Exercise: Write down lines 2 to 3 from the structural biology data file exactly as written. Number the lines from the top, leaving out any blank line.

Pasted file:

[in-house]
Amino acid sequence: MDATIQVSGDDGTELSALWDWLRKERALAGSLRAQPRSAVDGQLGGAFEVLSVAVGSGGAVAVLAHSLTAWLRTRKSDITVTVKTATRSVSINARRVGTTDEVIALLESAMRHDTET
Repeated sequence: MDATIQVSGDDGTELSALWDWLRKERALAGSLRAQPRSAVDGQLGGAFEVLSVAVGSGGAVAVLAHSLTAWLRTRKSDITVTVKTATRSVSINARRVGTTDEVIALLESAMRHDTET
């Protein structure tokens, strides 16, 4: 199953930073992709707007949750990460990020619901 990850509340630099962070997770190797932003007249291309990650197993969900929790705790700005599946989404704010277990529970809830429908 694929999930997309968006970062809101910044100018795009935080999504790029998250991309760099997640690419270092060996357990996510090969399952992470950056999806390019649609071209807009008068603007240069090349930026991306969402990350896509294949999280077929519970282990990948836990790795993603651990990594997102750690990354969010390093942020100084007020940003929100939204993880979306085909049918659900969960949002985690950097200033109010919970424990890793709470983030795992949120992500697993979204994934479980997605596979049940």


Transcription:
Amino acid sequence: MDATIQVSGDDGTELSALWDWLRKERALAGSLRAQPRSAVDGQLGGAFEVLSVAVGSGGAVAVLAHSLTAWLRTRKSDITVTVKTATRSVSINARRVGTTDEVIALLESAMRHDTET
Repeated sequence: MDATIQVSGDDGTELSALWDWLRKERALAGSLRAQPRSAVDGQLGGAFEVLSVAVGSGGAVAVLAHSLTAWLRTRKSDITVTVKTATRSVSINARRVGTTDEVIALLESAMRHDTET